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Study says coyotes eat lots of venison. But are they killing lots of deer?

Posted on February 15, 2013

Tom VeneskyThe 58 coyotes that were taken during last weekend’s Northeast Regional Coyote Hunt was the highest total in the event’s 13-year history.

A record number of 841 hunters participated in the event, which is conducted by District 9 of the Pennsylvania Trapper’s Association. But the hunt yielded far more than records, it provided valuable insight into Pennsylvania’s largest canine predator.

For starters, our coyotes are big. The total weight of all 58 coyotes taken in the hunt – which includes eight northeastern Pennsylvania counties, was 2,070 pounds.

Just over a ton.

The heaviest weighed 46.95 pounds and was taken in Susquehanna County. The smallest weighed just over 20 pounds and the average weight was 35.7 pounds.

Biologists say that the Eastern coyotes that inhabit this part of the country are bigger then their western counterparts, and there’s a reason why.

Research has shown that the coyotes living here actually migrated here in the 1940’s through Ontario, where they came into contact and bred with Great Lakes wolves.

That made them bigger, faster and stronger.

It also gave them a healthy appetite.

There’s been much debate over a coyote’s diet. Some believe the large canines feast on deer and small game, while others say they don’t eat enough to impact those populations, instead consuming small rodents.

And this is where hunts – such as the one held recently, give us an answer. According to research on stomach samples conducted by Shippensburg University, coyotes do indeed eat deer more than anything else. Deer was the most prevalent food item – occurring in 62 percent of the 98 coyote stomachs that were sampled.

But don’t jump to conclusions just yet.

Because the samples were taken from coyote hunts and trappers, it represents a winter diet – a time of year when deer are more vulnerable to predation.

Still, the samples don’t necessarily indicate that coyotes are killing deer, just eating them. Because they are also scavengers, it’s likely that coyotes are consuming road-killed deer, unrecovered deer remaining from the recent hunting seasons or even gut piles.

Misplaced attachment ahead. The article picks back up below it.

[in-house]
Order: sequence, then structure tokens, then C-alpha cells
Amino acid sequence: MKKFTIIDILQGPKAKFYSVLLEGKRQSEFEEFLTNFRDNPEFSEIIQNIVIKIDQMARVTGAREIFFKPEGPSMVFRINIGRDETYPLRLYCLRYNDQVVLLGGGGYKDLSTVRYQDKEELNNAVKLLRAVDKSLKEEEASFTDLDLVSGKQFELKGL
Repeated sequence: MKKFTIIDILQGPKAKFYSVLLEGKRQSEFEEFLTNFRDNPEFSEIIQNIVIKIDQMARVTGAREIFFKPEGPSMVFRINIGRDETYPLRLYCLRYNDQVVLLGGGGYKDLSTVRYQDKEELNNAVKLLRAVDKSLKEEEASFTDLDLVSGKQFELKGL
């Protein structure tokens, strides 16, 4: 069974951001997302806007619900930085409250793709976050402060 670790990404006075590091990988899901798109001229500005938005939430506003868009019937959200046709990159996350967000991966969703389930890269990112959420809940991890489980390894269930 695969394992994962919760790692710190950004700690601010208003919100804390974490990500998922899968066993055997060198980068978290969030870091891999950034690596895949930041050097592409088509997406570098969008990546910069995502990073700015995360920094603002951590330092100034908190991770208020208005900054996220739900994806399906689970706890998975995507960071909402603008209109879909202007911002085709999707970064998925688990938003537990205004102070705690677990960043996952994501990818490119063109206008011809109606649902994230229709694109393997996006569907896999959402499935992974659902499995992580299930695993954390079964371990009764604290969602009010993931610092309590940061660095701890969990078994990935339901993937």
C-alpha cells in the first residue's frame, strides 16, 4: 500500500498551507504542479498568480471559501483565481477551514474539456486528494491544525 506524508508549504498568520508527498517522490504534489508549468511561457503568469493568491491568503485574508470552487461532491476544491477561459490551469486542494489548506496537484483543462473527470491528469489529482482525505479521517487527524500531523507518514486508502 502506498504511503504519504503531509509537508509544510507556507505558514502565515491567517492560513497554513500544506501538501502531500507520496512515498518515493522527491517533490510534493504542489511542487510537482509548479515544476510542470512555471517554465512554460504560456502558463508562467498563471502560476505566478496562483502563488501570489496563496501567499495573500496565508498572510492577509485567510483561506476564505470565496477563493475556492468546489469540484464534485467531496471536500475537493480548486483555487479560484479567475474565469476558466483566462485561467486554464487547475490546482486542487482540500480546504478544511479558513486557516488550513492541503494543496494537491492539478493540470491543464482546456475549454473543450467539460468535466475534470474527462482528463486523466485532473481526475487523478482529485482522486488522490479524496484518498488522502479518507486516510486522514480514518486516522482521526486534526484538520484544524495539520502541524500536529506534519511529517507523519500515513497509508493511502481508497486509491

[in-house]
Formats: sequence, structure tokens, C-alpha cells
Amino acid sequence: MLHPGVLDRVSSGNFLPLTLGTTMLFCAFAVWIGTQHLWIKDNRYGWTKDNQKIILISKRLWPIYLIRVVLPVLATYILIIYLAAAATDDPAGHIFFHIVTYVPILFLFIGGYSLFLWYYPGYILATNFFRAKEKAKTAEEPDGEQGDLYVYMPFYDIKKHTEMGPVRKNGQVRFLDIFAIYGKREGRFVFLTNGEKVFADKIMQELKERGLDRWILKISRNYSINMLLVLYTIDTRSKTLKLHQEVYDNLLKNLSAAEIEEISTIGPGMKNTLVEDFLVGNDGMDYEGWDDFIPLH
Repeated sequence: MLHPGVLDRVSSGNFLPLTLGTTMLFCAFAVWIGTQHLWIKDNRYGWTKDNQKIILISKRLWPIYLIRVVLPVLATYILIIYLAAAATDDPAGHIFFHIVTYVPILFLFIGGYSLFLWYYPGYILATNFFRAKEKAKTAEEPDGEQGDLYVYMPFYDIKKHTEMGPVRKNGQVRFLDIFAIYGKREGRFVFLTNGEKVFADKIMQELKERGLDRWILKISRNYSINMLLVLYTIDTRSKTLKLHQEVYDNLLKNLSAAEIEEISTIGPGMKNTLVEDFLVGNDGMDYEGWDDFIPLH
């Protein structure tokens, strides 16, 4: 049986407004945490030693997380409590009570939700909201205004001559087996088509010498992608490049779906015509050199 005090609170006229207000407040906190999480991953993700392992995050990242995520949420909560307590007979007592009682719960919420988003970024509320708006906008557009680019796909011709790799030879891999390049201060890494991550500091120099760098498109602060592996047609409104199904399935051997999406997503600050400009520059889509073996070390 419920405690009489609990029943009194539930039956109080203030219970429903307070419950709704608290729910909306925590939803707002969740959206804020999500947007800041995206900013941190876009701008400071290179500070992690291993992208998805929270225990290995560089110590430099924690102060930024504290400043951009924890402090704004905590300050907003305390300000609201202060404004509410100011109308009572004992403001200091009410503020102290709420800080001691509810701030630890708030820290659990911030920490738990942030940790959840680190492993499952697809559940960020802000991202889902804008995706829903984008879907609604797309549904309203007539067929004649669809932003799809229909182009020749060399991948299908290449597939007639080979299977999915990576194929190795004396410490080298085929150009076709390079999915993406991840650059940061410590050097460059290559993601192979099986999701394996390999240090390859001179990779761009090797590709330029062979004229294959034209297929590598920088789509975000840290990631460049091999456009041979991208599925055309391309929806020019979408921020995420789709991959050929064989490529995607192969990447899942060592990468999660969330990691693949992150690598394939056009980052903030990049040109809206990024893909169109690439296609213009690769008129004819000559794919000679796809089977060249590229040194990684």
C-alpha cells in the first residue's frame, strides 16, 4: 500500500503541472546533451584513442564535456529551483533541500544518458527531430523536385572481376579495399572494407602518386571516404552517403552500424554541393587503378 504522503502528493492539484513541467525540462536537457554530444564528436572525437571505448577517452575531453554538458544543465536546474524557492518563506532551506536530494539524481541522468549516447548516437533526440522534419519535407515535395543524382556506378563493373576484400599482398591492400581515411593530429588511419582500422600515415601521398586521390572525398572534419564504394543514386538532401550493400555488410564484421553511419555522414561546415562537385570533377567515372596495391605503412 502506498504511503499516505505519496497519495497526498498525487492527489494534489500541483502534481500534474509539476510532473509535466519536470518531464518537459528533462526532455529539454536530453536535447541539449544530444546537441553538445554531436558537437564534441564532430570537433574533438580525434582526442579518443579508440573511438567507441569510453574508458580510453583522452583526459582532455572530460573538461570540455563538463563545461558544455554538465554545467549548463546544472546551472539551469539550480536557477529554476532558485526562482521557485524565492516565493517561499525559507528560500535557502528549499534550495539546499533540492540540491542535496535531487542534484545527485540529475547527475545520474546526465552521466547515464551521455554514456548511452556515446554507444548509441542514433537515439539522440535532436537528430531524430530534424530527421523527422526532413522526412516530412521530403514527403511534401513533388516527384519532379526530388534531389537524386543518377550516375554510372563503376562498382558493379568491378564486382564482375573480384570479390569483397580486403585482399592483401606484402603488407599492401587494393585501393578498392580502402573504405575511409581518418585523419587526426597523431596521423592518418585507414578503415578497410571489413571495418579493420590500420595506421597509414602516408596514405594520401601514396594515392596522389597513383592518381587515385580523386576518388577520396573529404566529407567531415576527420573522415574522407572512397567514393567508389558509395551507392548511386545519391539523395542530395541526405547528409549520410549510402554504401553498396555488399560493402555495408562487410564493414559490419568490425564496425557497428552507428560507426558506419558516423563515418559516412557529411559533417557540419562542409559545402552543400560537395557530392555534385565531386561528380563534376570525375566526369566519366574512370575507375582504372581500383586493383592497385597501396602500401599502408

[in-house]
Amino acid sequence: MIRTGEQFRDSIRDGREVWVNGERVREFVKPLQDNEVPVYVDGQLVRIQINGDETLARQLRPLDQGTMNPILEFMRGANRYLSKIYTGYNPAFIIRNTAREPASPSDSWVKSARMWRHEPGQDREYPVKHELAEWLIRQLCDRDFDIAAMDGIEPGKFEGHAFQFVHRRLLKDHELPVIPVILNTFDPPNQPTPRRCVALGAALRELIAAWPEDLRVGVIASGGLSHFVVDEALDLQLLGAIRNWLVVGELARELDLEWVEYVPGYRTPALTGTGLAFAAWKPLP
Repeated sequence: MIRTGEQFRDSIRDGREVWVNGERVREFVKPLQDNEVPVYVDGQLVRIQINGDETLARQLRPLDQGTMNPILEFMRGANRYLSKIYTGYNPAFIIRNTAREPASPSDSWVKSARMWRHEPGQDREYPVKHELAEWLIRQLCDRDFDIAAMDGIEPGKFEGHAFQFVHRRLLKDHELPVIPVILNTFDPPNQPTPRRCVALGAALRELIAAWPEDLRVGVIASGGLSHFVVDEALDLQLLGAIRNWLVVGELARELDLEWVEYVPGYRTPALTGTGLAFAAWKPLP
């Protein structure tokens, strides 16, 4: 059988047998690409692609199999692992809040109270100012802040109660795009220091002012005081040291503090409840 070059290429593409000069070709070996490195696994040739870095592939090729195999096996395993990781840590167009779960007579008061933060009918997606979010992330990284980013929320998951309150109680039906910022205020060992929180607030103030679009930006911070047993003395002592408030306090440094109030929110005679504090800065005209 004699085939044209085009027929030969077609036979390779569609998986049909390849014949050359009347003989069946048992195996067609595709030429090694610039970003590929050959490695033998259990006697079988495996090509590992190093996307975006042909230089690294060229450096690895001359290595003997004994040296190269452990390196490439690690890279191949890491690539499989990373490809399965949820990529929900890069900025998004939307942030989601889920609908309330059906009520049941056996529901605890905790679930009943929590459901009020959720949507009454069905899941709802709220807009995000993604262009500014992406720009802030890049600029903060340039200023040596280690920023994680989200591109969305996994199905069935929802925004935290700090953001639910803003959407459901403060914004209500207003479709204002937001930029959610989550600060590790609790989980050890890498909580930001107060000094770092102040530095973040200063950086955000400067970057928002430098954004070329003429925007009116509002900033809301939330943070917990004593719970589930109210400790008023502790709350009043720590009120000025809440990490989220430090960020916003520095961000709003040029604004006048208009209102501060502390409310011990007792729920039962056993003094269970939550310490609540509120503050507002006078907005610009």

Face it, there’s a lot of dead deer laying along the roadsides and in the woods during the winter months.

It would take a considerable amount of energy for a coyote to kill a deer, especially when there is no snow on the ground. I’m sure it does happen, however it makes sense that a coyote would rather consume an animal that has already been killed rather then expend the valuable energy doing the job itself.

Do coyotes have a significant impact on the deer herd? The Shippensburg study seems to indicate that may be the case, but it also leaves more questions. Personally, I feel that a good portion of the coyote’s winter diet comes from dead deer. I’ve seen too many places that held plenty of deer and coyote signs to assume that the canines are going to wipe out the deer herd.

But my opinion could change, and that’s why I’ll continue to read the valuable research that is yielded by coyote hunts across the state.

On an interesting note, the second most-prevalent food item in coyote stomachs was vegetation. That may also explain why deer comprise a large portion of the coyote’s winter diet – an absence of vegetation.

Rabbits, shrews, turkeys, vole, red foxes and mice rounded out the rest of the prey species, proving that our coyotes aren’t just big, but they have pretty diverse taste buds as well.

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